Last edited by ~Elizabeth~; 8 October 2011, 04:41 PM.

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          • #20
            Originally posted by Geneadict View Post
            ... the total of the databases represented is a very small fraction.
            I was thinking about adding 80,000 dummy entries in my database that don't respond to share requests. Would that help to make the numbers closer? LOL

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            • #21
              ^Excellent point JOlson (creator of Gedmatch)

              I think that most of my unresponsive 23andme matches are people who never intended to use the Relative Finder feature and that in truth it was their physicians that ordered the test on their behalf or persuaded them to order it for the doctor to access the results, not the actual dna person.

              Every person in Gedmatch is seriously interested in their genealogy and dna results and definitely respond favorably to matches.

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              • #22
                Originally posted by Geneadict View Post
                @jphutchins: re: "then it would certainly be worth testing there".

                Even with the communication issues, still worth testing for anyone actually trying to figure out an unidentified parent or grandparent due to adoption or other reasons. Sounds like you haven't which is why you didn't respond to my earlier inquiry.

                Bottom line is that for the 10x more matches, you should eventually be able to get in contact with 40-50% of those, so still 4x to 5x more useful than FF. Granted some of those are also adopted or have info documented back far enough to figure out connection, just like FF.

                For those who think you "know" all your ancestors and have nothing "hidden" to sort out, then perhaps maybe just better to stay within your comfort zone with FTDNA.

                I've personally found a previously unknown 2nd cousin to my mother and an unknown 3rd cousin to my father using 23andMe. Can't say the same about FF. Actual success rate to tracking down more distant relations not much better for one or the other and pretty much up to luck of the draw with regard to whom you match in the database. Again bottom line is larger database means more likely to find more recent relatives. Obviously no guarantee and results may vary.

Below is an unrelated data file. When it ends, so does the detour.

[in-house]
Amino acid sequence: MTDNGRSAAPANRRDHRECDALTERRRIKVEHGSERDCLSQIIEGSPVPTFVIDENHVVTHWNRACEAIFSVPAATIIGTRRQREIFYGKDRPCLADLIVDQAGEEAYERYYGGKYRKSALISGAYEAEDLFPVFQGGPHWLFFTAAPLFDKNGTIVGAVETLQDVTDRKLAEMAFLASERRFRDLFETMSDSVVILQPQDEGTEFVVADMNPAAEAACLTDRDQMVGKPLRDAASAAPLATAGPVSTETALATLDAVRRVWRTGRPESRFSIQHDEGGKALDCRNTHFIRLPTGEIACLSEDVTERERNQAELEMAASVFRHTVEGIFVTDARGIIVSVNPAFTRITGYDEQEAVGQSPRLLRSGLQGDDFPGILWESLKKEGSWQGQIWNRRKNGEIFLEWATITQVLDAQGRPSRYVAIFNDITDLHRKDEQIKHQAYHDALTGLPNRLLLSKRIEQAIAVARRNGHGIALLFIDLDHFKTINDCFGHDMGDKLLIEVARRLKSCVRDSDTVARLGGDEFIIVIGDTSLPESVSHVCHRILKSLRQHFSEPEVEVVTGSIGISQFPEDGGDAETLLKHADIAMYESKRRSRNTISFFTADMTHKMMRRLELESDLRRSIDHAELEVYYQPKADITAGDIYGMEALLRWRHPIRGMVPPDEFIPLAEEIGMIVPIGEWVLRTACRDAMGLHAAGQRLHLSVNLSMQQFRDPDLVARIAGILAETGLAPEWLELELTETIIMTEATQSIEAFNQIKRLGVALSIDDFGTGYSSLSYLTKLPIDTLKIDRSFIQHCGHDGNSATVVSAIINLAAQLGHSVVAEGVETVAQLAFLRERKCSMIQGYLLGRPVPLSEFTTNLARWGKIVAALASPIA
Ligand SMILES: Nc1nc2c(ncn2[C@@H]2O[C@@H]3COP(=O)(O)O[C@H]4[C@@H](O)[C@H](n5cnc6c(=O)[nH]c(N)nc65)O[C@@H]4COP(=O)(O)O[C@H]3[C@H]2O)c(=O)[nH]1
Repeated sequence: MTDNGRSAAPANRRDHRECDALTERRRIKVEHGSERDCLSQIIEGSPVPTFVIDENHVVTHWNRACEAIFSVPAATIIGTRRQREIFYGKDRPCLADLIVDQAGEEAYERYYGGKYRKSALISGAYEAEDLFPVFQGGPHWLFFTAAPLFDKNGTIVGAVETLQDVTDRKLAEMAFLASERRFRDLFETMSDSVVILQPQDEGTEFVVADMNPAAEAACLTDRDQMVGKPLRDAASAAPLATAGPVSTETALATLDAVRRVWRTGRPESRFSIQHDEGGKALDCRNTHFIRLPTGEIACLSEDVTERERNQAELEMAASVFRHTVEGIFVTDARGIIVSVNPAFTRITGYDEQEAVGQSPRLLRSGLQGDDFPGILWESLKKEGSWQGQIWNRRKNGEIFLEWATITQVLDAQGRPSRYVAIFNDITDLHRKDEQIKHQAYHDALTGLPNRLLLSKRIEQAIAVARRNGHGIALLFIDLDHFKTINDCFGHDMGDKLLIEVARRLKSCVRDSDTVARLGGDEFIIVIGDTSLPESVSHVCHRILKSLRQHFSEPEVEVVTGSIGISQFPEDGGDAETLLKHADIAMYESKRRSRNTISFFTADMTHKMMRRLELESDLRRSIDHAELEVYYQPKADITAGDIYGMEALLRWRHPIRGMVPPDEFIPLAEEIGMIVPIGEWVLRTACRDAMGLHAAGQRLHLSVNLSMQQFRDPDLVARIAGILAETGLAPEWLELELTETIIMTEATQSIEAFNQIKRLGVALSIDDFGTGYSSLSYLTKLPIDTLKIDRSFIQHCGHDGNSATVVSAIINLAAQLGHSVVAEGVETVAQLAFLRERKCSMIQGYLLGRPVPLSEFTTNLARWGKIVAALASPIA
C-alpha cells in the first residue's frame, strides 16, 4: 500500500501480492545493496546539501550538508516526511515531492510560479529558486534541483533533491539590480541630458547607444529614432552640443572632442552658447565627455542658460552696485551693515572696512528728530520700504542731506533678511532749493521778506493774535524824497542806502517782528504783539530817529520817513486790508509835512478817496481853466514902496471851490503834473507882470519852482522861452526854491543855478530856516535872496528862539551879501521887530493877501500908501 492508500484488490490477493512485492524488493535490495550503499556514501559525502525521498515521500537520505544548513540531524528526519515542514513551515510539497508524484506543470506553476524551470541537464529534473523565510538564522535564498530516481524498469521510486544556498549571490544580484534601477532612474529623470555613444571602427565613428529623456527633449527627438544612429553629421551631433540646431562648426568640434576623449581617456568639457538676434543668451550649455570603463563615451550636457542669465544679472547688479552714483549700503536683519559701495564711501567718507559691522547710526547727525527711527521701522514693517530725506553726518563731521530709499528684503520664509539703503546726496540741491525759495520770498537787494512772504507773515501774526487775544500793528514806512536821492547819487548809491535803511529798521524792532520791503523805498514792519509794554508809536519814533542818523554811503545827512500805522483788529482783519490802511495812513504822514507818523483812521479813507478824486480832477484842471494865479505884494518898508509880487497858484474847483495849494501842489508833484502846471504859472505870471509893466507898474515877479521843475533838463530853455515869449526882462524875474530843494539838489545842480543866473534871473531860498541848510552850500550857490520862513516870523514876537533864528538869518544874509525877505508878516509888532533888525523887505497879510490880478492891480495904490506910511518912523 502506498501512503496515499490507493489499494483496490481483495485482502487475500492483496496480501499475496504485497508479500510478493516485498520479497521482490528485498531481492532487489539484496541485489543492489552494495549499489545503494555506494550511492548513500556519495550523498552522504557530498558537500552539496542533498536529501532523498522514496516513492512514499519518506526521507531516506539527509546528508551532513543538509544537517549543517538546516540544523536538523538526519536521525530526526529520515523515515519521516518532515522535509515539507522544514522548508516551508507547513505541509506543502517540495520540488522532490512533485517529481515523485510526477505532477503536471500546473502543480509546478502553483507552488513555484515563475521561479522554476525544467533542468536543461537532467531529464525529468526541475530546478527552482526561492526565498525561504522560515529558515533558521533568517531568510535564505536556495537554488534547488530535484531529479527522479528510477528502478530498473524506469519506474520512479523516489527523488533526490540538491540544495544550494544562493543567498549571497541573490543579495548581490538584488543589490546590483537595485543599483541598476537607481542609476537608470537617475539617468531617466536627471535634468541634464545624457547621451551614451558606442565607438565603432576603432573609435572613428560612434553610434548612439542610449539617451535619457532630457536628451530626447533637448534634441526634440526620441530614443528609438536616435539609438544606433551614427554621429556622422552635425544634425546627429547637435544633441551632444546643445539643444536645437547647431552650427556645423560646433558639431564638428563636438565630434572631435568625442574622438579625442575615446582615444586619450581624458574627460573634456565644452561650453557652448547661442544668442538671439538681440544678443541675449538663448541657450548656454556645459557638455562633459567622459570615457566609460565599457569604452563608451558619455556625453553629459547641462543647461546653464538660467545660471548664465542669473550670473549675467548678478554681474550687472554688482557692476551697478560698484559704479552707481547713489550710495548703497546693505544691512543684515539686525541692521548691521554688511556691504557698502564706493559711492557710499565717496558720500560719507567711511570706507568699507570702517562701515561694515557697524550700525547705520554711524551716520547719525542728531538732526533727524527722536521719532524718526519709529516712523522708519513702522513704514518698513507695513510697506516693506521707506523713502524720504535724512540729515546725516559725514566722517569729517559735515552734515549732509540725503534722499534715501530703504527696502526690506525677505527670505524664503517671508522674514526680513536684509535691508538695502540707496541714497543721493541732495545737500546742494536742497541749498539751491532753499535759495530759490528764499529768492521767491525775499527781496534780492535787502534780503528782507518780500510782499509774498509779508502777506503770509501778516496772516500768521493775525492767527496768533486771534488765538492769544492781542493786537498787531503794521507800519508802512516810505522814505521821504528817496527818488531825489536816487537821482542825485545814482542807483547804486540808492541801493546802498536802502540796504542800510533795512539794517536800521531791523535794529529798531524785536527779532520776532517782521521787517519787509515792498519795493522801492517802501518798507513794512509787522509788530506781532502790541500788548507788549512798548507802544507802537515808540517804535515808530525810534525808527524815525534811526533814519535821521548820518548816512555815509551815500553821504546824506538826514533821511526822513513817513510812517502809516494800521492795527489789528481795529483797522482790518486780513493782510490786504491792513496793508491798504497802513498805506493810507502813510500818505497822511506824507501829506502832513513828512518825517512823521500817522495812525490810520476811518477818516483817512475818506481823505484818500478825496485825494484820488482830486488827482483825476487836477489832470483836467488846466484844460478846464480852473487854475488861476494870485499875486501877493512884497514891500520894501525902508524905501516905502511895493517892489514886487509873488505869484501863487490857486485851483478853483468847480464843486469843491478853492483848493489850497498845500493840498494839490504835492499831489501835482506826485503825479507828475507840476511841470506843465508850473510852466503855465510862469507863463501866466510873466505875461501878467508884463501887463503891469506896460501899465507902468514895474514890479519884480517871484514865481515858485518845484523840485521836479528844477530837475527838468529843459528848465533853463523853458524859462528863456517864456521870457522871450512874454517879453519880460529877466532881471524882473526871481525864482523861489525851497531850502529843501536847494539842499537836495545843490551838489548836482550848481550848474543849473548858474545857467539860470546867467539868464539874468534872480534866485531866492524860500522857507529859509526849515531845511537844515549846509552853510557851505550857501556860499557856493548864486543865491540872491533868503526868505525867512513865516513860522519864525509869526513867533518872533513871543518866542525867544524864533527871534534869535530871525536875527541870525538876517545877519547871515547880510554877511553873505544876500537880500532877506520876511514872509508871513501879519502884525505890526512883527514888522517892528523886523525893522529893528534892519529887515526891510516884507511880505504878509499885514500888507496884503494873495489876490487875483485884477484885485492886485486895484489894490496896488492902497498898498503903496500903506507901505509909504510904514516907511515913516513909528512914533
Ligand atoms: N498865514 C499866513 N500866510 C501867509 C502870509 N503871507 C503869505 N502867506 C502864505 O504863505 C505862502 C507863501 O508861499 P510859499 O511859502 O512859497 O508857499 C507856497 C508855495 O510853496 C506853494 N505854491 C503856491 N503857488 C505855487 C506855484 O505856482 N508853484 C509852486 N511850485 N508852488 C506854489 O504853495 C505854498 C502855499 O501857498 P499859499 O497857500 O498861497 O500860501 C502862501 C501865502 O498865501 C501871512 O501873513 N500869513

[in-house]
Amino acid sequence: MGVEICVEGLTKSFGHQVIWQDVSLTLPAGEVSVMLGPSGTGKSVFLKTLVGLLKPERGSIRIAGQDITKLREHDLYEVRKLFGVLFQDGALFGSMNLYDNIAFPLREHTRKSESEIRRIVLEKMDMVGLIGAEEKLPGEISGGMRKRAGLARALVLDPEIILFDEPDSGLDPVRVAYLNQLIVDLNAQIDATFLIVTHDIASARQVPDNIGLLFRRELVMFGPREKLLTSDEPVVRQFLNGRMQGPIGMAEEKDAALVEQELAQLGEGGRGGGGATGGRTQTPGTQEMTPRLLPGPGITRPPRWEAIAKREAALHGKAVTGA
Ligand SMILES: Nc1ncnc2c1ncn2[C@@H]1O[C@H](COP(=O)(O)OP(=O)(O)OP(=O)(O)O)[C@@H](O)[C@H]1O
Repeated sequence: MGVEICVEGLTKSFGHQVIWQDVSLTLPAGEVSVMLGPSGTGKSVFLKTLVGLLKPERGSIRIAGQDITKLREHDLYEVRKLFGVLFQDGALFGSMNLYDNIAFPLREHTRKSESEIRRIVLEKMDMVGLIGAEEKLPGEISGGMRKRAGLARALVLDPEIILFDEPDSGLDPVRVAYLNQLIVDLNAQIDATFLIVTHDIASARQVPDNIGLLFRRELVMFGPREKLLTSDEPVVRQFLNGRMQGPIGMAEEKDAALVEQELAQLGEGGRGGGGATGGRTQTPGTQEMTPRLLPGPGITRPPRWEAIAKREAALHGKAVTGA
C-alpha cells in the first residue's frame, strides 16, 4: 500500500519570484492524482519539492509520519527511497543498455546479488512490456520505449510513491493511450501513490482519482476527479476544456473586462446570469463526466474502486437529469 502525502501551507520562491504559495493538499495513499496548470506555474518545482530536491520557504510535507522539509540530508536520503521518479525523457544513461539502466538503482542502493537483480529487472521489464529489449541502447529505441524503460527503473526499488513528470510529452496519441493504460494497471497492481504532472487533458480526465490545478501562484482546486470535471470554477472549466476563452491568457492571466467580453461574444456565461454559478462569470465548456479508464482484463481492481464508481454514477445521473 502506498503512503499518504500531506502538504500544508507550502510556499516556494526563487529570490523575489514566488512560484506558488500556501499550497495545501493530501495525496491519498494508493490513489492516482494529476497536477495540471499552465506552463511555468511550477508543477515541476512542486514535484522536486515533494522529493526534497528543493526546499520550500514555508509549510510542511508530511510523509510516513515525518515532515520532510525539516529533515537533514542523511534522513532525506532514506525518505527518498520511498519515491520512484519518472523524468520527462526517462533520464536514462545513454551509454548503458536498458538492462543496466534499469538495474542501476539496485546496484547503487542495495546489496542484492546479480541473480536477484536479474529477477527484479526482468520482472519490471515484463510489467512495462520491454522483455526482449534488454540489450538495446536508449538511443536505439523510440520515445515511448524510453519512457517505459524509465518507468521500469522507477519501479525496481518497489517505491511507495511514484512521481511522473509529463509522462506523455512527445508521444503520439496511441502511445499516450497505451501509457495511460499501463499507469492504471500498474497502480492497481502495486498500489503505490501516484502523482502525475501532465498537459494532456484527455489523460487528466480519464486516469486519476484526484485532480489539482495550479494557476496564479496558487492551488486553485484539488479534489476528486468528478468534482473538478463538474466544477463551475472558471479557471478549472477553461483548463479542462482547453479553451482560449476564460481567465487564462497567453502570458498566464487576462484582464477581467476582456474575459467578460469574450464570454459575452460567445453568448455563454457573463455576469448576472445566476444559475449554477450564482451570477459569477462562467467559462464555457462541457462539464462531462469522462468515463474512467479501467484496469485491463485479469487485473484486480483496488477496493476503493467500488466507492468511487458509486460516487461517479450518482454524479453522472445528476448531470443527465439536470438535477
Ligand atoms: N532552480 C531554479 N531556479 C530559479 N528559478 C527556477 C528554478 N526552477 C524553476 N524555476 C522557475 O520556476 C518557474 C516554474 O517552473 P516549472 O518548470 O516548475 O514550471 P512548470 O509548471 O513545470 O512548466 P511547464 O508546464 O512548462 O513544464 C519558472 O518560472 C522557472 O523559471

Have also seen many more "previously unknown half sibling" type stories over on 23andme. So if you can deal with the short comings and the less than desireable 5 per day relative finder (RF) request requirements, still well worth it for those actually looking for possible answers.
                Testing with both companies is the best option, especially for adoptees if they can swing it, but the $9.00 monthly subscription fee at 23and Me does not make it the best deal financially over time.

                My experience is not the same as yours. I have 408 RF matches with 23andMe, and 40 matches with FTDNA FF. However, my closest match (a predicted 3rd cousin) is at FTDNA FF. All my matches so far at 23 are 4th or 5th-distant. So for me, despite less matches at FTDNA, testing here has yielded my closest match to date, and they are trying to help me find our common connection. Response rates based on my experience, are better at FTDNA. I use both sites, but more of my time is spent here.

                Judy

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                • #23
                  non contacts and no ged-coms

                  I understand. But, it is a little aggravating. When, a Family Finder match does not leave a ged-com or an e-mail address. I go over the same matches several times. Otherwise,I have to make a list of uncontactable matches.
                  I'm guilty of putting a ged-com up late. But, it is still, incomplete. some of the free programs will not hold, all inforamtion. Besides, not having equal distribution, every generation. Of course, some matches can cause a great deal of work, to find. Family Finder is still, proving genetic matches, for myself.
                  Thanks for letting me, air my grief. That is the way it goes.

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                  • #24
                    @JPHutchins: Hope you get some good matches at 23andMe.

                    For the record, wasn't trying to advocate one vs the other, that's a lengthy debate and can easily vary from one person to another. Just making a point that it's worth looking at both if you are in a position to do so.